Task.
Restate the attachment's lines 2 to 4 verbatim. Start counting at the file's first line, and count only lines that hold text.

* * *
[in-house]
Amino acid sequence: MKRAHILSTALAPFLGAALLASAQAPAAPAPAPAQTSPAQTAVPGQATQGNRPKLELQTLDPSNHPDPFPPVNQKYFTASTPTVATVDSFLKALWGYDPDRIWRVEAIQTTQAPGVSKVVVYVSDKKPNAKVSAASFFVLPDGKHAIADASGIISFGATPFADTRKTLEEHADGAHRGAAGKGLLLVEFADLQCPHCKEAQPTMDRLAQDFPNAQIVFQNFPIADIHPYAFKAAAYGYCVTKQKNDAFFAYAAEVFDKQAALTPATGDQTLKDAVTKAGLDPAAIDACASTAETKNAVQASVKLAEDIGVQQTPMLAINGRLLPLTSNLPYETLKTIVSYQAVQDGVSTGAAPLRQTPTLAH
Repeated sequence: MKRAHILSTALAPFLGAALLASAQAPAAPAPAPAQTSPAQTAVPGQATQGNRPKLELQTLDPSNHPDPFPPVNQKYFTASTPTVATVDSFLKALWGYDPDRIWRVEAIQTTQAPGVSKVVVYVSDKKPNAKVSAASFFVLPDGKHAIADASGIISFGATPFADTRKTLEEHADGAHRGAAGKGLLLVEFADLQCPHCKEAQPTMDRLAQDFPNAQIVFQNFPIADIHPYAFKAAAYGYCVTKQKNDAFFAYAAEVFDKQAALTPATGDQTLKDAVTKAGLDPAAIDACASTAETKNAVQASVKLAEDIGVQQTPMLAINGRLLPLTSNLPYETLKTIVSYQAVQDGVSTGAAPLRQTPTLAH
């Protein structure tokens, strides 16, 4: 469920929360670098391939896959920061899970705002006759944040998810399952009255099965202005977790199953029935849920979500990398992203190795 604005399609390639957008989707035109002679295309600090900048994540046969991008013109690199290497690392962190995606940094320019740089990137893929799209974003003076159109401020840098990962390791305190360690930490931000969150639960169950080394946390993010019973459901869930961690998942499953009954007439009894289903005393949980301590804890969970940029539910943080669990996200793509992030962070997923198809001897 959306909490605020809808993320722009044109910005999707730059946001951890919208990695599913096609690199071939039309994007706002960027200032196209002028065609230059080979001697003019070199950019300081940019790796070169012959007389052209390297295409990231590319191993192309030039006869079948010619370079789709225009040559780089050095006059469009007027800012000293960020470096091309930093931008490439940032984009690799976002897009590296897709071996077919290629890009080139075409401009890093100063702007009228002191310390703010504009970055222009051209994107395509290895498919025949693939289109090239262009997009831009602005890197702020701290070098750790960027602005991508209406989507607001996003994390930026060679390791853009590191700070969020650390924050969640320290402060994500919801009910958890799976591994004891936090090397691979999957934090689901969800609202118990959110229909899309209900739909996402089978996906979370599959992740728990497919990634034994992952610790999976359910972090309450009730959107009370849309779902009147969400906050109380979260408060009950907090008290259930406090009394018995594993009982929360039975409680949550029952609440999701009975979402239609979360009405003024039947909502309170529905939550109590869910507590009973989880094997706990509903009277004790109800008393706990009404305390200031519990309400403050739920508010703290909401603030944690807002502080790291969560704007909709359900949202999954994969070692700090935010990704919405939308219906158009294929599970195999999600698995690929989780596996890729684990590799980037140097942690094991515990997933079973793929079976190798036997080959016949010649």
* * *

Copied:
Amino acid sequence: MKRAHILSTALAPFLGAALLASAQAPAAPAPAPAQTSPAQTAVPGQATQGNRPKLELQTLDPSNHPDPFPPVNQKYFTASTPTVATVDSFLKALWGYDPDRIWRVEAIQTTQAPGVSKVVVYVSDKKPNAKVSAASFFVLPDGKHAIADASGIISFGATPFADTRKTLEEHADGAHRGAAGKGLLLVEFADLQCPHCKEAQPTMDRLAQDFPNAQIVFQNFPIADIHPYAFKAAAYGYCVTKQKNDAFFAYAAEVFDKQAALTPATGDQTLKDAVTKAGLDPAAIDACASTAETKNAVQASVKLAEDIGVQQTPMLAINGRLLPLTSNLPYETLKTIVSYQAVQDGVSTGAAPLRQTPTLAH
Repeated sequence: MKRAHILSTALAPFLGAALLASAQAPAAPAPAPAQTSPAQTAVPGQATQGNRPKLELQTLDPSNHPDPFPPVNQKYFTASTPTVATVDSFLKALWGYDPDRIWRVEAIQTTQAPGVSKVVVYVSDKKPNAKVSAASFFVLPDGKHAIADASGIISFGATPFADTRKTLEEHADGAHRGAAGKGLLLVEFADLQCPHCKEAQPTMDRLAQDFPNAQIVFQNFPIADIHPYAFKAAAYGYCVTKQKNDAFFAYAAEVFDKQAALTPATGDQTLKDAVTKAGLDPAAIDACASTAETKNAVQASVKLAEDIGVQQTPMLAINGRLLPLTSNLPYETLKTIVSYQAVQDGVSTGAAPLRQTPTLAH
């Protein structure tokens, strides 16, 4: 469920929360670098391939896959920061899970705002006759944040998810399952009255099965202005977790199953029935849920979500990398992203190795 604005399609390639957008989707035109002679295309600090900048994540046969991008013109690199290497690392962190995606940094320019740089990137893929799209974003003076159109401020840098990962390791305190360690930490931000969150639960169950080394946390993010019973459901869930961690998942499953009954007439009894289903005393949980301590804890969970940029539910943080669990996200793509992030962070997923198809001897 959306909490605020809808993320722009044109910005999707730059946001951890919208990695599913096609690199071939039309994007706002960027200032196209002028065609230059080979001697003019070199950019300081940019790796070169012959007389052209390297295409990231590319191993192309030039006869079948010619370079789709225009040559780089050095006059469009007027800012000293960020470096091309930093931008490439940032984009690799976002897009590296897709071996077919290629890009080139075409401009890093100063702007009228002191310390703010504009970055222009051209994107395509290895498919025949693939289109090239262009997009831009602005890197702020701290070098750790960027602005991508209406989507607001996003994390930026060679390791853009590191700070969020650390924050969640320290402060994500919801009910958890799976591994004891936090090397691979999957934090689901969800609202118990959110229909899309209900739909996402089978996906979370599959992740728990497919990634034994992952610790999976359910972090309450009730959107009370849309779902009147969400906050109380979260408060009950907090008290259930406090009394018995594993009982929360039975409680949550029952609440999701009975979402239609979360009405003024039947909502309170529905939550109590869910507590009973989880094997706990509903009277004790109800008393706990009404305390200031519990309400403050739920508010703290909401603030944690807002502080790291969560704007909709359900949202999954994969070692700090935010990704919405939308219906158009294929599970195999999600698995690929989780596996890729684990590799980037140097942690094991515990997933079973793929079976190798036997080959016949010649």